President Donald Trump participated in a ceremony at Arlington National Cemetery and visited Fort McHenry on Memorial Day, giving a speech at the latter that compared fighting the CCP (Chinese Communist Party) virus with war.
“In recent months, our nation and the world have been engaged in a new form of battle against an invisible enemy,” Trump said May 25 at Fort McHenry National Monument in Baltimore.
“Once more, the men and women of the United States military have answered the call to duty and raced into danger. Tens of thousands of service members and National Guardsmen are on the front lines of our war against this terrible virus, caring for patients, delivering critical supplies and working night and day to safeguard our citizens as one nation.”
The fort was the site of a battle during the Revolutionary War that inspired the writing of “The Star-Spangled Banner.”
Attendees at the ceremony were seated about six feet from each other in an attempt to follow social distancing guidelines meant to slow the spread of the CCP virus, which causes the disease COVID-19.
Trump told those assembled that he came “to pay tribute to the immortal souls who fought and died to keep us free.”
“Every time we sing our anthem—every time its rousing chorus swells our hearts with pride—we renew the eternal bonds of loyalty to our fallen heroes. We think of the soldiers who spent their final heroic moments on distant battlefields to keep us safe at home. We remember the young Americans who never got the chance to grow old but whose legacy will outlive us all,” he said.
Earlier on May 25, the president, first lady, and Cabinet members attended a wreath-laying event at Arlington National Cemetery in Virginia.
Following the playing of the “Star-Spangled Banner,” Trump stepped forward and followed a Memorial Day tradition by placing a wreath at the Tomb of the Unknown Soldier.
Officials didn’t speak during the ceremony, since the cemetery is closed to the public because of the pandemic.
“We can never replace them. We can never repay them. But we can always remember,” Trump said in a statement.
“Since the first shots fired in the Revolutionary War, Americans have answered the call to duty and given their lives in service to our Nation and its sacred founding ideals,” the president said in a proclamation.
“As we pay tribute to the lives and legacies of these patriots on Memorial Day, we also remember that they sacrificed to create a better, more peaceful future for our Nation and the world. We recommit to realizing that vision, honoring the service of so many who have placed love of country above all else.”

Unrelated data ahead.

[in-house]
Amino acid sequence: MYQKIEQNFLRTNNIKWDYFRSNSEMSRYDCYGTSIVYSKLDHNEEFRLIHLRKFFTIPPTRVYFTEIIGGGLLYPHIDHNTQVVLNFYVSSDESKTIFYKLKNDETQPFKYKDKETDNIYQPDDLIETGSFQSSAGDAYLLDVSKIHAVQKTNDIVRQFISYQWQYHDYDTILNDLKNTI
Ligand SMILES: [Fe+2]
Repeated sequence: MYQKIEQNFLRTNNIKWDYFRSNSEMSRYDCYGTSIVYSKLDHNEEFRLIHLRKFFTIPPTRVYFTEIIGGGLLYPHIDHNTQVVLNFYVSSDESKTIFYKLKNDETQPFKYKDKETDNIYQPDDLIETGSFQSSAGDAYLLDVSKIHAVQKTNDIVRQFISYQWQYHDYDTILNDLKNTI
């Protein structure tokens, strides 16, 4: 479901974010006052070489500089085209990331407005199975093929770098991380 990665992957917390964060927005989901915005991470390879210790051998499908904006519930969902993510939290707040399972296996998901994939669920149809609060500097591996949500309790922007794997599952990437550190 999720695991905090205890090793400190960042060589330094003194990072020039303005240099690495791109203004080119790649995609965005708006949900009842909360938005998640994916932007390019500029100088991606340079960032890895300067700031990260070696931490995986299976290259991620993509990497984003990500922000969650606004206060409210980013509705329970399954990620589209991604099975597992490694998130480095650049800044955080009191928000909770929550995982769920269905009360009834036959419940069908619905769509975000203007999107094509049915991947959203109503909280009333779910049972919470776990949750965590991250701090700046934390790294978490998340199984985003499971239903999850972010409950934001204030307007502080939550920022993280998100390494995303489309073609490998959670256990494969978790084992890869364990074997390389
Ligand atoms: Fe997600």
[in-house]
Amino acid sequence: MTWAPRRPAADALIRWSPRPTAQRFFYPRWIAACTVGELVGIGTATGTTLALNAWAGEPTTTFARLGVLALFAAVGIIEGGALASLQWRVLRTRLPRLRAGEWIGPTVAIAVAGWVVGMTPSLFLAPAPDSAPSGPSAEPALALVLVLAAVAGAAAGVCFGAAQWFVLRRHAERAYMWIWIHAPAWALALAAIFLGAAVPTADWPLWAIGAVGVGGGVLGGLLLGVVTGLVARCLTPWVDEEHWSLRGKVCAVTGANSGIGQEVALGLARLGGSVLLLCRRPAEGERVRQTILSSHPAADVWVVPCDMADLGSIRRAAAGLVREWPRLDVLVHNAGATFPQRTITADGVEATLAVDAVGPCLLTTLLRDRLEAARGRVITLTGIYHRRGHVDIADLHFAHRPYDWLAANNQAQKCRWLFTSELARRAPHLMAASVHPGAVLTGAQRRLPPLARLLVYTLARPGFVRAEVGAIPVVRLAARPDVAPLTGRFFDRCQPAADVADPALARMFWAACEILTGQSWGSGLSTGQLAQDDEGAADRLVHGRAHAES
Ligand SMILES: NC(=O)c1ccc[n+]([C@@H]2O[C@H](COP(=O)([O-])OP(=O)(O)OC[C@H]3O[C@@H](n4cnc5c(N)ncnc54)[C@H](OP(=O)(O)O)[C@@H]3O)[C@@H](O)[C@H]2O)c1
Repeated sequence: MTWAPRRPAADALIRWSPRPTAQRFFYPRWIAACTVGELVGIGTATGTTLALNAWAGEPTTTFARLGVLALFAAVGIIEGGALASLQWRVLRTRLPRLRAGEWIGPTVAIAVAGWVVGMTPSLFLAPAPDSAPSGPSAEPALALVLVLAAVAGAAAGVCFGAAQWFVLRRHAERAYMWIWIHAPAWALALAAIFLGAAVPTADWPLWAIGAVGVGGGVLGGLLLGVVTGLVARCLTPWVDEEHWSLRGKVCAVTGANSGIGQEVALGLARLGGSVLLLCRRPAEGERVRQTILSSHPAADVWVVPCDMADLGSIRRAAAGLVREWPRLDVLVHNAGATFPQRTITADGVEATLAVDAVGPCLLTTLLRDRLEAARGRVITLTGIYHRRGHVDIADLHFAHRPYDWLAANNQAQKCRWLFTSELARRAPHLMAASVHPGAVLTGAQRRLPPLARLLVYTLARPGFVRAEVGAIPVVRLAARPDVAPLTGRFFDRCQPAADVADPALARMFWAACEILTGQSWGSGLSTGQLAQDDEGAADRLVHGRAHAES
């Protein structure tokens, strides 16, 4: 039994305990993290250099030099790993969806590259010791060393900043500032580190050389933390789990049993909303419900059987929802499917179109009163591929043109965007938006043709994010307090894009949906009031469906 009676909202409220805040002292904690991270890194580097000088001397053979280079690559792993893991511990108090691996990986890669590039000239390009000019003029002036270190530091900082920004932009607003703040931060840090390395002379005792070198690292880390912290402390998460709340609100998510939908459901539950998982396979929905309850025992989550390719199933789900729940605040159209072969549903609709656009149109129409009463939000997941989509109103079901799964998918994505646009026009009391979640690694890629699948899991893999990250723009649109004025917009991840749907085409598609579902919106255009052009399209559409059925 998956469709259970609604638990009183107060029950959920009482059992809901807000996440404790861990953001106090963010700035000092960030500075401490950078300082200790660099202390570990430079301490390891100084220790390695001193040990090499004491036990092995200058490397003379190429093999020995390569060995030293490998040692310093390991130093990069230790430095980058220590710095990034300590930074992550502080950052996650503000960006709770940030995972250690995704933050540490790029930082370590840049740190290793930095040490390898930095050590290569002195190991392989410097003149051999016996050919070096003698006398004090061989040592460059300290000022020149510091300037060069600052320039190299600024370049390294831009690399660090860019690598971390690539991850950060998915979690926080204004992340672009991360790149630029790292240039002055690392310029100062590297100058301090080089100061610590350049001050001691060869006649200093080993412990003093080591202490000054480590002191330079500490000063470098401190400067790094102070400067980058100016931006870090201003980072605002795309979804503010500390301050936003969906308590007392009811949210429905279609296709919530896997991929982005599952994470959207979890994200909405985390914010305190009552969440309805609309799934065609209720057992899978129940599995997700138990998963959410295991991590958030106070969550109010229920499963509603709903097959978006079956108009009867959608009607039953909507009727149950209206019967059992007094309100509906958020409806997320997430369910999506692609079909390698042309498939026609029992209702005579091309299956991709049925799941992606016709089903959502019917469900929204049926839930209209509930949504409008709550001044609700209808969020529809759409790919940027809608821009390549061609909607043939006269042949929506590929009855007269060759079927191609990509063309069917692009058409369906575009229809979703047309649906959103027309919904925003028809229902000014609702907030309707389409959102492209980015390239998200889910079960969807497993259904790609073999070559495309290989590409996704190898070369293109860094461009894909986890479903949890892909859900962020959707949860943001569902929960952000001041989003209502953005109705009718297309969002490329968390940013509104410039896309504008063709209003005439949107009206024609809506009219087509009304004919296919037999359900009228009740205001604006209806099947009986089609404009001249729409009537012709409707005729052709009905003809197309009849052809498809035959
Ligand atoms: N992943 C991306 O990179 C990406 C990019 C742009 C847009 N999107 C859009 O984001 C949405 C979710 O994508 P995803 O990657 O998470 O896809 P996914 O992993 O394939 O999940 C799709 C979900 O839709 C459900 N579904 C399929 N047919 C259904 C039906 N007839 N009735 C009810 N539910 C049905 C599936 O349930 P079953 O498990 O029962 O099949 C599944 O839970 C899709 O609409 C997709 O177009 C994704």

“As Americans, we will always defend our freedom and our liberty. When those principles are threatened, we will respond with uncompromising force and unparalleled vigor. Generation after generation, our country’s finest have defended our Republic with honor and distinction.
“Memorials, monuments, and rows of white crosses and stars in places close to home like Arlington, Virginia, and Gettysburg, Pennsylvania, as well as far-flung battlefields in places like Flanders Field in Belgium and Busan in Korea, will forever memorialize their heroic actions, standing as solemn testaments to the price of freedom,” he continued.
“We will never take for granted the blood shed by these gallant men and women, as we are forever indebted to them and their families.”
The Trumps returned to the White House after the Fort McHenry event.
Memorial Day is always observed on the last Monday of May; the federal holiday commemorates men and women who died while in military service.
Three years after the Civil War ended, on May 5, 1868, the head of an organization of Union veterans established what was then known as Decoration Day as a time for decorating with flowers the graves of those who had died in war.
The date of May 30 was chosen, likely because flowers would be in bloom all over the country, according to the Department of Veterans Affairs.
Arlington National Cemetery was the site of the first large observance of the day, held that year.